• Due to the semiconductor shortage, Stellantis and Ford temporarily idled production last week at plants in Illinois, Kentucky and Ontario.  Affected models included the Jeep Cherokee, Ford Escape, Ford Edge, Lincoln Corsair and Lincoln Nautilus.

  • Stellantis temporarily halted production at its minivan plant in Windsor, Ontario last week due to an unspecified parts shortage that was not related to semiconductors.

  • Toyota will reduce production at 12 plants in Japan for up to six days in May due to the impact of COVID-19 lockdowns in China, and global production targets were reduced by approximately 50,000 vehicles.

  • GM announced a partnership with INRIX Inc. to provide safety solutions data to the U.S. Department of Transportation through analytics from a cloud-based application called Safety View by GM Future Roads & Inrix.

  • Toyota will use computer vision technology from Austin, Texas-based startup Invisible AI in its North American assembly plants to process body motion data for the purpose of enhancing safety, quality and efficiency.

Connected/Autonomous Vehicles and Mobility Services

  • Magna announced new advanced driver assistance systems (ADAS) for the 2022 Toyota Tundra in the North American market, including a “complete surround view system” that provides a “fly-around 3D image of the vehicle and its environment upon startup.”

  • Aurora Innovation announced a collaboration with long-haul trucking carrier Covenant Logistics to “explore the integration and deployment” of Aurora’s autonomous trucking product.

  • GM announced a partnership with open-source software solutions provider Red Hat to expand software-defined vehicle programs, including the automaker’s upcoming Ultifi platform.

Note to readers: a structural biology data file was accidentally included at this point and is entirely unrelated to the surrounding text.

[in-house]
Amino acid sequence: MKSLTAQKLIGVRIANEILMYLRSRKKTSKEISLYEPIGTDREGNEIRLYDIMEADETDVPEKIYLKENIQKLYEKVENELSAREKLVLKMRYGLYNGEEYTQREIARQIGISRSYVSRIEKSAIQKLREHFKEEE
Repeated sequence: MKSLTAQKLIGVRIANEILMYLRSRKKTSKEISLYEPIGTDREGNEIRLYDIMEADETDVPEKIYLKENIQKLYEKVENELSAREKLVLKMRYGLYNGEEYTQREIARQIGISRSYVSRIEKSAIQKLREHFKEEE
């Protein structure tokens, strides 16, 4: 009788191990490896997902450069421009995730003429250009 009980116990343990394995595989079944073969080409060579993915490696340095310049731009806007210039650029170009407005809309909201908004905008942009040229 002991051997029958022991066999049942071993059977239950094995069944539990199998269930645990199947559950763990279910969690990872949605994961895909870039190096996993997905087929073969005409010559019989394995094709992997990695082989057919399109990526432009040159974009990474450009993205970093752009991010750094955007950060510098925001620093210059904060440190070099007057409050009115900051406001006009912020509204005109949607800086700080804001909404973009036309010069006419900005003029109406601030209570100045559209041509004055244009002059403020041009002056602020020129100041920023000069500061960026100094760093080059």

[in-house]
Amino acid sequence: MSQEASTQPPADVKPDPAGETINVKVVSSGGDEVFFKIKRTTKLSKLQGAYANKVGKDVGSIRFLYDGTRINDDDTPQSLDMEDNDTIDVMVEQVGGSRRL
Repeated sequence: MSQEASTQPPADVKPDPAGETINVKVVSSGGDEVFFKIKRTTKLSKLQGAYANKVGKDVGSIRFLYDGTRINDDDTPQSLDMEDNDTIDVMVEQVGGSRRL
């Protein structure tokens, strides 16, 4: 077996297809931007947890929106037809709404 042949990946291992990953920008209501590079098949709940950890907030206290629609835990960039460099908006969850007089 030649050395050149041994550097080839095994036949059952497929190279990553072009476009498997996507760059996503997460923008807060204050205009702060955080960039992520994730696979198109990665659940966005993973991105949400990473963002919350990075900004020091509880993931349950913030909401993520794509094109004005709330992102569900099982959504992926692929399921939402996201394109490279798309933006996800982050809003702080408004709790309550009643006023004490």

• Volvo Autonomous Solutions will partner with DHL Supply Chain to pilot a new “hub-to-hub transport solution” in North America.

  • Stellantis’ car-sharing mobility unit Free2move will acquire Share Now from the BMW and Mercedes-Benz groups, which adds service offerings in 14 European cities and 10,000 vehicles to Free2move’s existing fleet of 2,500 vehicles.

Electric Vehicles and Low Emissions Technology

  • Battery maker Contemporary Amperex Technology Co. (CATL) is vetting potential U.S. sites for a new manufacturing facility, according to unconfirmed reports in Reuters.

  • Wood Mackenzie predicts there will be a significant U.S. market for heavy-duty vehicle electrification. However, this segment will likely experience a slower ramp-up due to market barriers including lack of model availability, as well as battery capacity concerns.  [Summary only, full report not publicly available]

  • Software vulnerabilities could expose EV charging stations as a potential target for hackers, according to a recent report in Automotive News.

  • Foxconn completed a $230 million transaction to acquire Lordstown Motors’ Ohio factory, and the site will become a joint venture between the two companies to produce electric pickup trucks.

  • Subaru will invest $1.9 billion on EV battery capacity over the next five years as part of a broader investment in electrification.

  • Nissan indicated it may add a third U.S. plant by the end of the decade, citing the importance of production localization as well as the potential need to meet future EV demand.  The automaker currently has U.S. manufacturing facilities in Canton, Mississippi and Smyrna, Tennessee.